Perhaps the most compelling reason to buy consumer brand stocks today is global reach: These companies have been doing business in now-booming emerging markets for decades. Today they’re reaping the rewards of newly affluent consumers who are lusting for Western brands.
Of course, these blue-chip companies aren’t exactly secrets. Investors have been piling into defensive, dividend-paying stocks — often companies with big, steady brands — thereby raising the price of many of them. Today they trade at a 20% premium to the S&P, according to Capital IQ. Even a sterling performer can be too expensive at a given moment. So we asked the brand apostles where the best values in the category can be found today.
The most advantageous time to buy brand stocks is usually when the company trips up and the price is briefly pummeled, says Don Yacktman, whose company manages $17 billion. At 70, Yacktman remains frugal. In his sparsely decorated Austin offices on a recent day, he wears Dockers khakis and a weathered Timex watch. He insists that his portfolio managers bring their own coffee to work. But Yacktman’s eye for value and his willingness to wait until a stock is priced right has paid off: The flagship Yacktman fund (YACKX) has returned 11.8% per year since the turn of the millennium (vs. 1.5% for the S&P). “The better the businesses you own,” he says, “the more patient you can be. Because eventually they’re going to come out of it.”
His case in point: PepsiCo. (PEP) Shares have gone nowhere for five years, some investors are calling for the CEO’s head (see “Indra Nooyi’s Challenge“), and earnings disappointed again in the first quarter. But Yacktman believes in the company. He has bought 20 million shares, now worth $1.6 billion, over the past two years, making the soft drink and snacks giant his biggest holding. Even a steady business like Pepsi goes through cycles, he says. It probably overpaid for a Russian dairy company and has fallen behind Coca-Cola (KO) in America’s soda wars. All of which makes Pepsi cheap today. It trades at a price/earnings ratio of 15, below its five-year average of 18. Yacktman assumes Pepsi’s core soft drink business will bounce back in the U.S. over the long term. He thinks that between its currently depressed shares and its 4% dividend yield, Pepsi could return 150% over the next decade. “In the long term they’re going to be fine,” says Yacktman.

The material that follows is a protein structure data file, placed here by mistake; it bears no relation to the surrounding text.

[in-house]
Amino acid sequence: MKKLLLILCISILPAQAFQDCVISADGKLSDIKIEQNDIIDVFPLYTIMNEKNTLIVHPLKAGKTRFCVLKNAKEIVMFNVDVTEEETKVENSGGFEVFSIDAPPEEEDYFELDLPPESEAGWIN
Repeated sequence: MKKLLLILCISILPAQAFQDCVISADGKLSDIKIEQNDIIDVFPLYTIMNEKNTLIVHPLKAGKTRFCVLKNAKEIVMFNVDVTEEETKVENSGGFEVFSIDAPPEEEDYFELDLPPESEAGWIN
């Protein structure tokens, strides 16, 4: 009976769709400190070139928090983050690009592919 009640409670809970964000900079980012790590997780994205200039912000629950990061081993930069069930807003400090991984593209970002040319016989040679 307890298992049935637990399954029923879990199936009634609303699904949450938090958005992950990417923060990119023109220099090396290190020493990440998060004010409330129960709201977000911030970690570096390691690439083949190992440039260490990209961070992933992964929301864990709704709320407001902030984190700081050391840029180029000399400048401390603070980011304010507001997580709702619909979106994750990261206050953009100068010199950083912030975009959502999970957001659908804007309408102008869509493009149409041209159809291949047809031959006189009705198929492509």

Today is one of the best times in history to put money into global brands, says Jeff Auxier, 53, who runs $550 million from his 108-acre working farm in Lake Oswego, Ore. (to avoid the groupthink of Wall Street, he notes). He’s been investing since the 1980s and running his own mutual fund (AUXFX) since 1999. (It has generated a total return of 6.6% per year.) With developed economies entering an extended period of deleveraging, Auxier says, brand companies are best positioned to prosper. Consumers will be forced to pinch pennies as governments curtail spending. Europe offers a glimpse of how difficult debt reduction can be.
One effect of deleveraging, according to Auxier: People will eat more meals at home. During previous deleveraging periods — the Great Depression is the best known — consumer food stocks posted strong gains because people cut back on extravagances without completely eliminating them. “They may not eat dinner out,” says Auxier, “but they’ll still buy Ben & Jerry’s for dessert.” Unilever, which has owned the ice cream purveyor since 2000, has a stable of other food brands that Auxier believes will benefit from consumers’ new spending habits. That, combined with expanding demand in emerging markets, should keep the company’s earnings growth chugging along at its decade-long clip of 7% per year. Shares trade at 15 times next year’s earnings, in line with their long-term average, and yield 4%.